ORLANDO, FL — By many measures, Chile has experienced a remarkable year.
In the fruit industry, Antonio Walker has become the new president of Fedefruta, Chile's fruit producers’ association, noted Ron Bown, the chairman of ASOEX, which is Chile’s fruit exporters association. In recent months, the Chilean Citrus Committee was created, taking a place alongside similar ASOEX-affiliated blueberry and asparagus committees.
In other Chilean fruit industry news in 2010, pomegranates and baby kiwifruit have received approval for export by the U.S. Department of Agriculture Animal & Plant Health Inspection Service.
Mr. Bown, speaking Oct. 15 at a Chilean fruit conference, here, in conjunction with the Produce Marketing Association’s Fresh Summit convention, also noted that Chile has a new president, Sebastian Piñera. He represents a move from two decades of central-left political leanings to central-right.
His election win means that Chilean agriculture will be encouraged to persue fair internal competition and a cooperation between the government and the fruit industry toward beneficial goals, Mr. Bown said.
Mr. Bown also noted that Chile endured the fifth-largest earthquake in the world’s recorded history Feb. 27. Despite gloomy immediate reports that emerged from the industry, Chile was exporting fruit the day after the disaster. Generally speaking, the nation also quickly rebounded from the earthquake.
Chile’s national reputation for aggressive, positive action was strongly reinforced this month when 33 Chilean miners were rescued after spending more than two months trapped below ground near the fruit-producing town of Copiapo, Chile.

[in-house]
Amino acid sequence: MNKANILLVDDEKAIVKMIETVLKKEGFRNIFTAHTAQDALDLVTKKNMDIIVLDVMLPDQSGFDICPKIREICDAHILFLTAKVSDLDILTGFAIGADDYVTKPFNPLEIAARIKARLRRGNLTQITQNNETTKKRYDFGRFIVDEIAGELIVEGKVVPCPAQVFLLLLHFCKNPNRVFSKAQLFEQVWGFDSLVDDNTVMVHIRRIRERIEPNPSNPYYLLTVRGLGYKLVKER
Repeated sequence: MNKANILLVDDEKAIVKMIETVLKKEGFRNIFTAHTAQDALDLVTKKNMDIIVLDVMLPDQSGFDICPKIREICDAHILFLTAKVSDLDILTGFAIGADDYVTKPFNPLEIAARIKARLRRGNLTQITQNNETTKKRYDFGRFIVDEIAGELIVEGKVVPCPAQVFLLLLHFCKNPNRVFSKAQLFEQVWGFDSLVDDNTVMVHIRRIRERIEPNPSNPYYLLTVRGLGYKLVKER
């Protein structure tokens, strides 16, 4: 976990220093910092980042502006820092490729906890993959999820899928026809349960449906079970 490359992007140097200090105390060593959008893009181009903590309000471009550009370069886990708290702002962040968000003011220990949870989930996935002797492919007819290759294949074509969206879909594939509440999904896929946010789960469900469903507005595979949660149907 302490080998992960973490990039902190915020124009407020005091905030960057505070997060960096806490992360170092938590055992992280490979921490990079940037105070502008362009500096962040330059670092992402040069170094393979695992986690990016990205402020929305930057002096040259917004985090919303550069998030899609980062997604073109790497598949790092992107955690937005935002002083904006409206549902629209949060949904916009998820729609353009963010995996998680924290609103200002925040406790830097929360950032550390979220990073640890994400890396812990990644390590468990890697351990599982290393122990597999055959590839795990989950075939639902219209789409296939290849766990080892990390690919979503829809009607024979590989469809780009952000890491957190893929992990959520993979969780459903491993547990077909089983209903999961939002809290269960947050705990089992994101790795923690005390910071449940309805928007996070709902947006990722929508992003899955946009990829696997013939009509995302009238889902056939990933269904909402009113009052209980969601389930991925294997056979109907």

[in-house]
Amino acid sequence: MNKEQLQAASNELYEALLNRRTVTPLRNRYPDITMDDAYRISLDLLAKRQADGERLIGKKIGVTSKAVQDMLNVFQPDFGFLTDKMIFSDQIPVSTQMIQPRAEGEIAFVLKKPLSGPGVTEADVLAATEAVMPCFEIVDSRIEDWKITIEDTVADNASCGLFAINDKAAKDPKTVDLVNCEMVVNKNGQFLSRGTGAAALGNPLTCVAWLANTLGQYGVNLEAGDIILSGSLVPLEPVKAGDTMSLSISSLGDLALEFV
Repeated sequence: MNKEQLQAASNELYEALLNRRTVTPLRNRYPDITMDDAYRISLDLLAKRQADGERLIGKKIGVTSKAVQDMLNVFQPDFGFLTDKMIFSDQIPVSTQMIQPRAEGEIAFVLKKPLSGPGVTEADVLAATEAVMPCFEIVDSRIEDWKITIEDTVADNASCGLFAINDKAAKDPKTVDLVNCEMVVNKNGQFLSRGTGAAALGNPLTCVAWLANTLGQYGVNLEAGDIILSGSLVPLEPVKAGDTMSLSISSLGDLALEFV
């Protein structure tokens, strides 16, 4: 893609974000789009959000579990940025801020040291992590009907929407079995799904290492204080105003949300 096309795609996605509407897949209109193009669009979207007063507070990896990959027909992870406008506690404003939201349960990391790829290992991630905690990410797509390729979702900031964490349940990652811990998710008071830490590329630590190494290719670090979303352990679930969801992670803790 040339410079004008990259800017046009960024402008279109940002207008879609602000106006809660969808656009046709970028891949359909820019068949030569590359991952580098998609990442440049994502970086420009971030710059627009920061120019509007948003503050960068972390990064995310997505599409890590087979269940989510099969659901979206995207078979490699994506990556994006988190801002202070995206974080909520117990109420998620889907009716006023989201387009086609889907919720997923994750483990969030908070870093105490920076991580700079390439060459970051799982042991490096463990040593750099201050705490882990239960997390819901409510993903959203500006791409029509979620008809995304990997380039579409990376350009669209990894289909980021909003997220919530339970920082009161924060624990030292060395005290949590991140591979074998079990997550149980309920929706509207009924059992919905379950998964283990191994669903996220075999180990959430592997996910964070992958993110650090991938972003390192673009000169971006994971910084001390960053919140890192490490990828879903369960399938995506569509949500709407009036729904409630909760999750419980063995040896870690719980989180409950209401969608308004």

Further, Mr. Bown noted that 2010 is Chile’s bicentennial, the 75th anniversary of ASOEX and the 25th anniversary of Fedefruta.
Fedefruta’s Mr. Walker indicated that Chile’s avocado production was down 30 percent last season but volumes should return to normal for 2010-11.
Chilean fruit growers will face a 30 percent increase in labor costs this season because many farmworkers have moved to construction employment to rebuild the country after the February earthquake, Mr. Walker said. The Chilean growers will compensate for heightened production costs by shipping only the highest-quality fruit, Mr. Walker said, while asking U.S. buyers to help by "selling at the best prices you can."
Juan Enrique Ortúzar, chairman of the Chilean Citrus Committee, said that his group was founded by the 20 leading citrus exporters to develop the market and ensure that high-quality fruit is exported to support strong prices.
Andres Armstrong, executive director of the Chilean Blueberry Committee, said that his group is pleased to work in cooperation with the new Argentina Blueberry Committee. Argentine and Uruguayan blueberry growers are “very, very complementary” to Chilean production by preceding Chile in the winter blueberry deal.
Mr. Armstrong said that his 27 members last season represented 86 percent of Chile’s blueberry export volume, which totaled 49.7 metric tons. This was up from just 9.5 metric tons in 2003-04.
This coming season, Chilean blueberry volume is expected to hit 66.7 metric tons, with 82 percent of that (54,000 metric tons) shipping to the United States. Larger pack sizes will help move the additional volume in 2010-11.
The total Chilean blueberry volume is expected to hit 110,000 metric tons in 2014-15. “The big challenge is that we need to develop new markets,” Mr. Armstrong said.